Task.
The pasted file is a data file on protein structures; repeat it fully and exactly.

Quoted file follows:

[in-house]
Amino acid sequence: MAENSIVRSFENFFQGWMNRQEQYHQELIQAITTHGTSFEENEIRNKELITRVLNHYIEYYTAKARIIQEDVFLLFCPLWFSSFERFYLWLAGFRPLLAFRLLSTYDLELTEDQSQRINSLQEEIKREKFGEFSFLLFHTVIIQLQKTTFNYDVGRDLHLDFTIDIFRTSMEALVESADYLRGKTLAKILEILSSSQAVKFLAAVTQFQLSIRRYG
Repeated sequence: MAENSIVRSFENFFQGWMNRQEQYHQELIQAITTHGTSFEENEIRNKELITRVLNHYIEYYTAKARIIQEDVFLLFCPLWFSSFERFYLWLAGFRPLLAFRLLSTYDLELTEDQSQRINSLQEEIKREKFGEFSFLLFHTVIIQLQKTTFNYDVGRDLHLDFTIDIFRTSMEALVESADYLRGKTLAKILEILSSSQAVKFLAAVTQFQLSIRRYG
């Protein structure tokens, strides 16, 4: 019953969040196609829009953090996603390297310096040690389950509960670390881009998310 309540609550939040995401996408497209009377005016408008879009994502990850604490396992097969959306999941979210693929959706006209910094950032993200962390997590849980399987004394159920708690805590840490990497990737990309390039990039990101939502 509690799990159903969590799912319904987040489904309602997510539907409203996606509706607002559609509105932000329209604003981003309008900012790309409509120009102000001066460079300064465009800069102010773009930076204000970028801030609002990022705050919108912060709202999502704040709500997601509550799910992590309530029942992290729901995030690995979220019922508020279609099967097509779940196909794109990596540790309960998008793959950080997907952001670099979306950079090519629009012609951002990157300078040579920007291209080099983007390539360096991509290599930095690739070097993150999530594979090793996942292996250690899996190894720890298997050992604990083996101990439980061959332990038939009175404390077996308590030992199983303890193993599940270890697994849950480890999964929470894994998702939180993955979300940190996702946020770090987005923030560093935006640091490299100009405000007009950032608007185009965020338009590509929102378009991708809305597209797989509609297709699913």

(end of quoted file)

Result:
[in-house]
Amino acid sequence: MAENSIVRSFENFFQGWMNRQEQYHQELIQAITTHGTSFEENEIRNKELITRVLNHYIEYYTAKARIIQEDVFLLFCPLWFSSFERFYLWLAGFRPLLAFRLLSTYDLELTEDQSQRINSLQEEIKREKFGEFSFLLFHTVIIQLQKTTFNYDVGRDLHLDFTIDIFRTSMEALVESADYLRGKTLAKILEILSSSQAVKFLAAVTQFQLSIRRYG
Repeated sequence: MAENSIVRSFENFFQGWMNRQEQYHQELIQAITTHGTSFEENEIRNKELITRVLNHYIEYYTAKARIIQEDVFLLFCPLWFSSFERFYLWLAGFRPLLAFRLLSTYDLELTEDQSQRINSLQEEIKREKFGEFSFLLFHTVIIQLQKTTFNYDVGRDLHLDFTIDIFRTSMEALVESADYLRGKTLAKILEILSSSQAVKFLAAVTQFQLSIRRYG
């Protein structure tokens, strides 16, 4: 019953969040196609829009953090996603390297310096040690389950509960670390881009998310 309540609550939040995401996408497209009377005016408008879009994502990850604490396992097969959306999941979210693929959706006209910094950032993200962390997590849980399987004394159920708690805590840490990497990737990309390039990039990101939502 509690799990159903969590799912319904987040489904309602997510539907409203996606509706607002559609509105932000329209604003981003309008900012790309409509120009102000001066460079300064465009800069102010773009930076204000970028801030609002990022705050919108912060709202999502704040709500997601509550799910992590309530029942992290729901995030690995979220019922508020279609099967097509779940196909794109990596540790309960998008793959950080997907952001670099979306950079090519629009012609951002990157300078040579920007291209080099983007390539360096991509290599930095690739070097993150999530594979090793996942292996250690899996190894720890298997050992604990083996101990439980061959332990038939009175404390077996308590030992199983303890193993599940270890697994849950480890999964929470894994998702939180993955979300940190996702946020770090987005923030560093935006640091490299100009405000007009950032608007185009965020338009590509929102378009991708809305597209797989509609297709699913």